Digging a Highway Revolution in Boston

The Big Dig
Written by Nate Hendley

Three decades ago, Boston had a reputation for being one of the most car-congested cities in North America. The cause of Boston’s traffic woes was glaringly obvious.

“The main obstruction was the Central Artery (I-93), an elevated six-lane highway through the center of downtown which was like a funnel full of slow-moving or stopped cars. Opened in 1959, this 1.5 mile (2.4 km) highway at first carried approximately 75,000 vehicles a day. This had grown torturously to 190,000 vehicles by the 1990s, when its traffic crawled for 10 hours a day,” reported a June 2007 article in Construction Equipment Guide, a Pennsylvania-based media outlet.

In addition to traffic jams, the elevated highway featured an accident rate four times higher than the national average and was a financial drain for motorists and the city alike. Traffic was equally congested in a pair of tunnels that led from downtown to Boston Logan International Airport.

“The annual cost to motorists from this congestion was an estimated $500 million. Costs included a high accident rate, wasted fuel from traffic and late deliveries,” stated a report from the Highway Division of the Massachusetts Department of Transportation.

Inconvenient for commuters, I-93 was also an eyesore for Bostonians. The elevated highway cut through neighbourhoods and tortured local residents with constant noise and exhaust fumes.

Something had to be done. Boston officials coalesced around a seemingly simple solution: construct a new highway system, consisting of underground tunnels, roads, interchanges, and bridges to accommodate traffic then knock down I-93. It was hoped such a scheme would “unclog the throat of a city choking with traffic,” as Construction Equipment Guide put it.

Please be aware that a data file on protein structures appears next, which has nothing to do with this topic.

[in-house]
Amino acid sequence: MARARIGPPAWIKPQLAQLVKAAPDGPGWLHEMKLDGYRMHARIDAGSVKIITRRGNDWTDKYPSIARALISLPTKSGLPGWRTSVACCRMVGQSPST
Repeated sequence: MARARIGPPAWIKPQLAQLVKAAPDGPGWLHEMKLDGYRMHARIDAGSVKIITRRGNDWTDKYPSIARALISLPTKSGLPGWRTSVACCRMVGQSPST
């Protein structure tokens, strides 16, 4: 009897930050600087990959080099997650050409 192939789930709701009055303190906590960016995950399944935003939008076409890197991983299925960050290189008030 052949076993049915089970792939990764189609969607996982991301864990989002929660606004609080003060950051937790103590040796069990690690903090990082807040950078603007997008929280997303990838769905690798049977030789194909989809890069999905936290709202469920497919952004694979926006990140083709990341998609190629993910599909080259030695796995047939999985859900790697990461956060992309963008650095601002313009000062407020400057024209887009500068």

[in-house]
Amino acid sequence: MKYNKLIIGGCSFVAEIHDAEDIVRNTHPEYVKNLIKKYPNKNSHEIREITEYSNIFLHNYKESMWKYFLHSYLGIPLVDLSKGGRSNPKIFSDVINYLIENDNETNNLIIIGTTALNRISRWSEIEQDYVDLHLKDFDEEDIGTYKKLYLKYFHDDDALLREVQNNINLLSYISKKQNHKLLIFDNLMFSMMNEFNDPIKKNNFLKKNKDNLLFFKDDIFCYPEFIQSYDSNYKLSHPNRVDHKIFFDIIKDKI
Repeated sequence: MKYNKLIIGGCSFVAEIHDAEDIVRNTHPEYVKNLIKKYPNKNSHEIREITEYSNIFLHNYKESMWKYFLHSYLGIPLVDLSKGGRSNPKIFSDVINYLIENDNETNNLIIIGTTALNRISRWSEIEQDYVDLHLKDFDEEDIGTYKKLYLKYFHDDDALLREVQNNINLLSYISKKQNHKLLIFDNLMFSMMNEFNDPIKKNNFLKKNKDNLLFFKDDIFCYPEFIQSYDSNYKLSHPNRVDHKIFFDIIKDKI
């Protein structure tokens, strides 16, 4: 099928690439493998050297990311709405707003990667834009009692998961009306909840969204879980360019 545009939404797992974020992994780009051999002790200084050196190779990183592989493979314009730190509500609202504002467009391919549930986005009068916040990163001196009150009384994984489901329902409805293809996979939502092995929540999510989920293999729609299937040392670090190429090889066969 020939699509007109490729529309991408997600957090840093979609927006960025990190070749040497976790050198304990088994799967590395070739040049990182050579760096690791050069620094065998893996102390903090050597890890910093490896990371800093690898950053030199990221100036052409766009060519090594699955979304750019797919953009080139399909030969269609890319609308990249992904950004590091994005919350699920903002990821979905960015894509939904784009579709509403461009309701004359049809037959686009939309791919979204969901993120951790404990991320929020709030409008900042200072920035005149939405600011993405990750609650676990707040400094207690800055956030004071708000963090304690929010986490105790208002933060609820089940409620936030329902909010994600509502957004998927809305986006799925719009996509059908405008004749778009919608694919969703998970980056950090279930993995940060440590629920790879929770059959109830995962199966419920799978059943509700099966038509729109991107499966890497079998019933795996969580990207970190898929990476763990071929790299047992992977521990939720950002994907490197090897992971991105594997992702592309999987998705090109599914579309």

In 1982, planning began on what was officially called the Central Artery/Tunnel Project. There were nightmarish challenges to be overcome. Not only does Boston have lots of narrow, old streets which are difficult to navigate, but workers had to create new traffic infrastructure around old infrastructure. The existing elevated roadway would remain in use while the new highway system was created in the ground beneath it.

The difficulty was to achieve the construction of The Central Artery Project while minimizing the disruption to businesses and people living in the city. An advanced traffic monitoring system aided in this venture.

The proposed project would be both complex and massive. “The Central Artery/Tunnel Project was public works on a scale comparable to some of the great projects of the last century. Projects like the Panama Canal, the English Channel Tunnel (the ‘Chunnel’) and the Trans-Alaska Pipeline,” stated the Highway Division, Massachusetts Department of Transportation.

In 1990, Congress provided $755 million in initial funding for what was dubbed ‘the Big Dig.’ The project would be run by the Massachusetts Turnpike Authority (MTA) with the firms Bechtel/Parsons Brinckerhoff doing design and construction management consultation in a joint venture.

Construction began in 1991 with a bypass road going through South Boston. Shortly thereafter, work started on the 8,500-foot-long Ted Williams Tunnel underneath Boston Harbour. To build the tunnel, 890,000 cubic yards of material was dredged from the harbour to create a fifty-foot deep and one-hundred-foot wide trench. The dredging process took almost two years. Meanwhile, giant steel tubes were prefabricated for the tunnel structure be placed in the trench.

“Assembly teams at the site placed 25,000 tons of concrete roadway deck and 33,000 tons of steel reinforcement bars inside each [tunnel] section. After the sections were barged out to the trench, a lay-barge lowered them into place by cable, using a laser beam and a global positioning system to determine exact location. Divers then aligned their final placement,” reports Construction Equipment Guide.

Pumps removed water and debris to create air-tight seals, then the tunnel sections were welded together. Engineers also had to build land approaches to the Ted Williams Tunnel, which involved liquefying and freezing the soil, much of which was loose landfill.

The Ted Williams Tunnel became the first major segment of the Central Artery/Tunnel Project to be completed. The tunnel was opened to vehicle traffic, in late 1995.